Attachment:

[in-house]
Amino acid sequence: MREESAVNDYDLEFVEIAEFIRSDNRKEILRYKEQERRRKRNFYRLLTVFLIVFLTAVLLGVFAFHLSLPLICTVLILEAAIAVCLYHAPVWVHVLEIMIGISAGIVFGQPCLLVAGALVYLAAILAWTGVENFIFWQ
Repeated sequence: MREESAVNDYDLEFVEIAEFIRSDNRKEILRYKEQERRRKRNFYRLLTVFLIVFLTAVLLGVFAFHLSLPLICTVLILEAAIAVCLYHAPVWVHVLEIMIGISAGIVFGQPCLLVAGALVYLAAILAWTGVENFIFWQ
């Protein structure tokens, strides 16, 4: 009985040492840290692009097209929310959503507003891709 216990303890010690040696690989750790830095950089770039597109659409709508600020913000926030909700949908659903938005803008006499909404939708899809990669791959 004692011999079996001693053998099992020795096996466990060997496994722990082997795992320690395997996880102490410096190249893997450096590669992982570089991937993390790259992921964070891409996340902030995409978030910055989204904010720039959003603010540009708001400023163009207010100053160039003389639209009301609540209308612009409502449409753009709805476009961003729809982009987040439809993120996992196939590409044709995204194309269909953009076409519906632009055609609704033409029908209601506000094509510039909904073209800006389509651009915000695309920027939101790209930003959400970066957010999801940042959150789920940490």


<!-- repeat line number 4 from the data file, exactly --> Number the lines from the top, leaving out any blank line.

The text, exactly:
């Protein structure tokens, strides 16, 4: 009985040492840290692009097209929310959503507003891709 216990303890010690040696690989750790830095950089770039597109659409709508600020913000926030909700949908659903938005803008006499909404939708899809990669791959 004692011999079996001693053998099992020795096996466990060997496994722990082997795992320690395997996880102490410096190249893997450096590669992982570089991937993390790259992921964070891409996340902030995409978030910055989204904010720039959003603010540009708001400023163009207010100053160039003389639209009301609540209308612009409502449409753009709805476009961003729809982009987040439809993120996992196939590409044709995204194309269909953009076409519906632009055609609704033409029908209601506000094509510039909904073209800006389509651009915000695309920027939101790209930003959400970066957010999801940042959150789920940490």